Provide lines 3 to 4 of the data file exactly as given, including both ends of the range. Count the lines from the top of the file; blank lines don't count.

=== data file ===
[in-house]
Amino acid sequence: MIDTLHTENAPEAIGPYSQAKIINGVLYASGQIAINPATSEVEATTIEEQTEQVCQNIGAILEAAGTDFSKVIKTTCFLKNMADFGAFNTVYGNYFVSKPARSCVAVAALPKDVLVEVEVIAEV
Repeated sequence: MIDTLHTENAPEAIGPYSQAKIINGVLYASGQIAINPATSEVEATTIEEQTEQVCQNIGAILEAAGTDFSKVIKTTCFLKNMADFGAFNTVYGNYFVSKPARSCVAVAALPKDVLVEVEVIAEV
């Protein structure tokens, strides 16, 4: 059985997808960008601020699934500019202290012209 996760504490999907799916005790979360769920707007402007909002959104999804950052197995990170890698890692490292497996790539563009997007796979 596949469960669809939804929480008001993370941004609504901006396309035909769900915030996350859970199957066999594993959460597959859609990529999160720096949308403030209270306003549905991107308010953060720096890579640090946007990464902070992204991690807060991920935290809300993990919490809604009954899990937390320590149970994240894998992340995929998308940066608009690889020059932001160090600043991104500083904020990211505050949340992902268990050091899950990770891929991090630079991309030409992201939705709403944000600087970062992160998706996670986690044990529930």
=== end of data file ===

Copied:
Repeated sequence: MIDTLHTENAPEAIGPYSQAKIINGVLYASGQIAINPATSEVEATTIEEQTEQVCQNIGAILEAAGTDFSKVIKTTCFLKNMADFGAFNTVYGNYFVSKPARSCVAVAALPKDVLVEVEVIAEV
């Protein structure tokens, strides 16, 4: 059985997808960008601020699934500019202290012209 996760504490999907799916005790979360769920707007402007909002959104999804950052197995990170890698890692490292497996790539563009997007796979 596949469960669809939804929480008001993370941004609504901006396309035909769900915030996350859970199957066999594993959460597959859609990529999160720096949308403030209270306003549905991107308010953060720096890579640090946007990464902070992204991690807060991920935290809300993990919490809604009954899990937390320590149970994240894998992340995929998308940066608009690889020059932001160090600043991104500083904020990211505050949340992902268990050091899950990770891929991090630079991309030409992201939705709403944000600087970062992160998706996670986690044990529930």